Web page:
What is Pericarditis?
Pericarditis is a heart disorder in which the lining of the heart becomes inflamed. This lining is called the pericardium.
What is the Role of the Pericardium?
The pericardium consists of two main layers: the outer tough layer called the fibrous pericardium and the internal thin layer called the serous pericardium. The fibrous pericardium holds the heart in place and separates it from the adjacent internal organs. This layer is less flexible and does not stretch much, so it is helpful to prevent overfilling of the heart with blood. The serous pericardium further consists of two layers between which are the pericardial cavity that contains a small quantity of fluid called the pericardial fluid. This helps to lubricate the heart and prevents the friction caused by heart movement within the thoracic cavity.
What are the Clinical Symptoms Of Pericarditis?
As described above, the pericardium has many important physiological functions that aid in the smooth running of the heart. Pericarditis leads to malfunction in performing these functions. The swelling of the pericardium causes the tissues in the heart to rub against each other and increases the internal friction. This affects the speed with which the heart contracts and relaxes. Prolonged irritation to the tissues causes excess fluid to collect in the pericardial cavity. This increases the pressure on the heart walls and in turn affects the capacity of the blood the human heart can pump.
The most common clinical symptom experienced by patients is sudden chest pain that resembles a heart attack. The patients also experience low blood pressure, a high temperature (fever) and heart palpitations.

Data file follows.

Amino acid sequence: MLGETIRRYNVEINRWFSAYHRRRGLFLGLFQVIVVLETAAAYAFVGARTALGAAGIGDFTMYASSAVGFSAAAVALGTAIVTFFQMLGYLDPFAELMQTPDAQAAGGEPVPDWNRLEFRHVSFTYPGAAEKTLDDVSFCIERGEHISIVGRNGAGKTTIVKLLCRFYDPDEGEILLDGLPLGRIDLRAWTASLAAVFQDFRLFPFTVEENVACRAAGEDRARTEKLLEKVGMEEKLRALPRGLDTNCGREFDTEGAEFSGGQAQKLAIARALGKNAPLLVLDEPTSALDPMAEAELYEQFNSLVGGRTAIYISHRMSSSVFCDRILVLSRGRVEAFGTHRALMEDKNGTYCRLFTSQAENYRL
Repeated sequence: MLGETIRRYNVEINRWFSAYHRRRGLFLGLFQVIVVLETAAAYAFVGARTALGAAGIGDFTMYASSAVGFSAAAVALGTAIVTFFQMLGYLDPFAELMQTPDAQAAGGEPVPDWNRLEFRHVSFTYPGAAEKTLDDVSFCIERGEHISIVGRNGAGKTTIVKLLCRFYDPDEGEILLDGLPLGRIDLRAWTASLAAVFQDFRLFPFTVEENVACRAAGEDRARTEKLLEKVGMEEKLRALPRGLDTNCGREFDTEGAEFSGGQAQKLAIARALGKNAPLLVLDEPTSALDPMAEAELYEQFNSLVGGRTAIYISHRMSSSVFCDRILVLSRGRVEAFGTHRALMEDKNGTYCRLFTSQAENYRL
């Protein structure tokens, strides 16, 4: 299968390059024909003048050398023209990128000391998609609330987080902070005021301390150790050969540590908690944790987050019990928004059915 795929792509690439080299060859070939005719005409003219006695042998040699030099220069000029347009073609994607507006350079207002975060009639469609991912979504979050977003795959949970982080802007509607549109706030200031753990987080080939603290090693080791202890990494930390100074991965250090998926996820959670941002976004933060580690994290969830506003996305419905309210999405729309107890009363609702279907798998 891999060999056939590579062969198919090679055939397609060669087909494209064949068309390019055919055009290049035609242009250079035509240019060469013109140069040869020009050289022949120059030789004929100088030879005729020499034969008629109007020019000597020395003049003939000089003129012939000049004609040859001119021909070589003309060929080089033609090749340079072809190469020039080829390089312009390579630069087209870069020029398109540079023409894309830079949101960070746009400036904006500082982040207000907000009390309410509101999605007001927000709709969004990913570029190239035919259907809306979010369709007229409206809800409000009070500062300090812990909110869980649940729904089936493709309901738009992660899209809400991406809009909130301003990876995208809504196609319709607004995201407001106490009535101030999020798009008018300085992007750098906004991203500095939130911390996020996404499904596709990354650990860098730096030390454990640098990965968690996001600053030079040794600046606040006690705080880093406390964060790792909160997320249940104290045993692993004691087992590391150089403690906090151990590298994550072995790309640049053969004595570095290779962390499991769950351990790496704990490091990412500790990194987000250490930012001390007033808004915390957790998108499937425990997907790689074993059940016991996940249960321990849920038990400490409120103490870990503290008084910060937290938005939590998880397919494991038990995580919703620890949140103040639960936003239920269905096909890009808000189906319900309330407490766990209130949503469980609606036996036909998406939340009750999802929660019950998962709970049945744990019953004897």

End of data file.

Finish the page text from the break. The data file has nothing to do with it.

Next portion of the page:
Can You Cure Pericarditis?
Most mild cases of pericarditis resolve on its own or through medication with adequate rest. The patient needs to avoid all rigorous physical activity while recovering because strenuous activities can trigger back the clinical symptoms. Recovery may take from a few weeks to a few months.
Unless it is associated with complications, interventional procedures are not generally necessary. If the patient develops any complication because of pericarditis, those conditions need to be treated surgically.
The major goal of any doctor treating this condition is reducing the inflammation of the pericardium, decreasing the pain experienced by the patient, finding and curing the root cause of the disorder, and ruling out further complications. Therefore, if the pericarditis is because of a bacterial, viral or fungal infection, then the patient will be put on respective antibacterial, antiviral or antifungal therapies. If the root cause of the disorder is autoimmune, then the patient will be put on anti-inflammatory medicine. Similarly, if the cause is dialysis due to renal failure, then the doctor will need to make a change in the dialysis routine and technique.
How do we Treat the Complications of Pericarditis?
Cardiac tamponade is one condition in which there is excessive fluid collected in the pericardium. This is treated by a surgical procedure called pericardiocentesis. In this procedure, a needle/tube is inserted into the chest wall to remove excess fluid from the pericardium and thus, reduce the pressure on the heart. The patients receive local anesthesia before the procedure. The drainage continues over a period of several days while the patient is hospitalized.
Chronic constrictive pericarditis is a condition, in which the pericardium becomes very stiff because of formation of scar tissue. The only intervention to treat this condition is called pericardiectomy. In this procedure, the surgeon will remove the entire pericardium that has become stiff and is not letting the heart pump blood.
What is the Prognosis for Pericarditis?
Pericarditis usually resolves spontaneously within 3 months, though there is a possibility of recurrence intermittently for years that can be reduced by adhering to treatment plan. Complete recovery is often attainable provided the patient takes complete rest and has medical care. Pericarditis associated with a serious underlying condition like tuberculosis, bacterial infections, and cancer usually has a more guarded prognosis.